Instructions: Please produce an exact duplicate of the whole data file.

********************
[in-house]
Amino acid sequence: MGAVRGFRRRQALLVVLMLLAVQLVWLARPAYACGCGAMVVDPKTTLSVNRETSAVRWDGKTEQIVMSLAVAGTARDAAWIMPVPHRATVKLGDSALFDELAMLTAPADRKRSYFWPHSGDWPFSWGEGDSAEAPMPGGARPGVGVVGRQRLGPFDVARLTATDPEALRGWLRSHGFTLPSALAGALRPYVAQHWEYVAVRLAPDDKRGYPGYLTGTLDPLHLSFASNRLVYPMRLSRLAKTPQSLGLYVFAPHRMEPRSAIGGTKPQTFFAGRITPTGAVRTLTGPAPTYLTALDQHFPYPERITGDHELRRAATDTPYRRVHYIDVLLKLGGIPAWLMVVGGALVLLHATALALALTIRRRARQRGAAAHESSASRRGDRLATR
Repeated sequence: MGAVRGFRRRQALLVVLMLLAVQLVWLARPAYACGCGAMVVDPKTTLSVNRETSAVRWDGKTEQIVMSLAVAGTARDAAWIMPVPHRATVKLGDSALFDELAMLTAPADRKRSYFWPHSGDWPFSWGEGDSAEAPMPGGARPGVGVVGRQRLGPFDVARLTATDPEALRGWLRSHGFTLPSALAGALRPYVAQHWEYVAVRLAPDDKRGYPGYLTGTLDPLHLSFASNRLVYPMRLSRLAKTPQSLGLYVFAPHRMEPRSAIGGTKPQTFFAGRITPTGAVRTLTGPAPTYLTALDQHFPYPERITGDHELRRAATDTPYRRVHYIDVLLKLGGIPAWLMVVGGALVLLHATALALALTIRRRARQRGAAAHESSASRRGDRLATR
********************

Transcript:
[in-house]
Amino acid sequence: MGAVRGFRRRQALLVVLMLLAVQLVWLARPAYACGCGAMVVDPKTTLSVNRETSAVRWDGKTEQIVMSLAVAGTARDAAWIMPVPHRATVKLGDSALFDELAMLTAPADRKRSYFWPHSGDWPFSWGEGDSAEAPMPGGARPGVGVVGRQRLGPFDVARLTATDPEALRGWLRSHGFTLPSALAGALRPYVAQHWEYVAVRLAPDDKRGYPGYLTGTLDPLHLSFASNRLVYPMRLSRLAKTPQSLGLYVFAPHRMEPRSAIGGTKPQTFFAGRITPTGAVRTLTGPAPTYLTALDQHFPYPERITGDHELRRAATDTPYRRVHYIDVLLKLGGIPAWLMVVGGALVLLHATALALALTIRRRARQRGAAAHESSASRRGDRLATR
Repeated sequence: MGAVRGFRRRQALLVVLMLLAVQLVWLARPAYACGCGAMVVDPKTTLSVNRETSAVRWDGKTEQIVMSLAVAGTARDAAWIMPVPHRATVKLGDSALFDELAMLTAPADRKRSYFWPHSGDWPFSWGEGDSAEAPMPGGARPGVGVVGRQRLGPFDVARLTATDPEALRGWLRSHGFTLPSALAGALRPYVAQHWEYVAVRLAPDDKRGYPGYLTGTLDPLHLSFASNRLVYPMRLSRLAKTPQSLGLYVFAPHRMEPRSAIGGTKPQTFFAGRITPTGAVRTLTGPAPTYLTALDQHFPYPERITGDHELRRAATDTPYRRVHYIDVLLKLGGIPAWLMVVGGALVLLHATALALALTIRRRARQRGAAAHESSASRRGDRLATR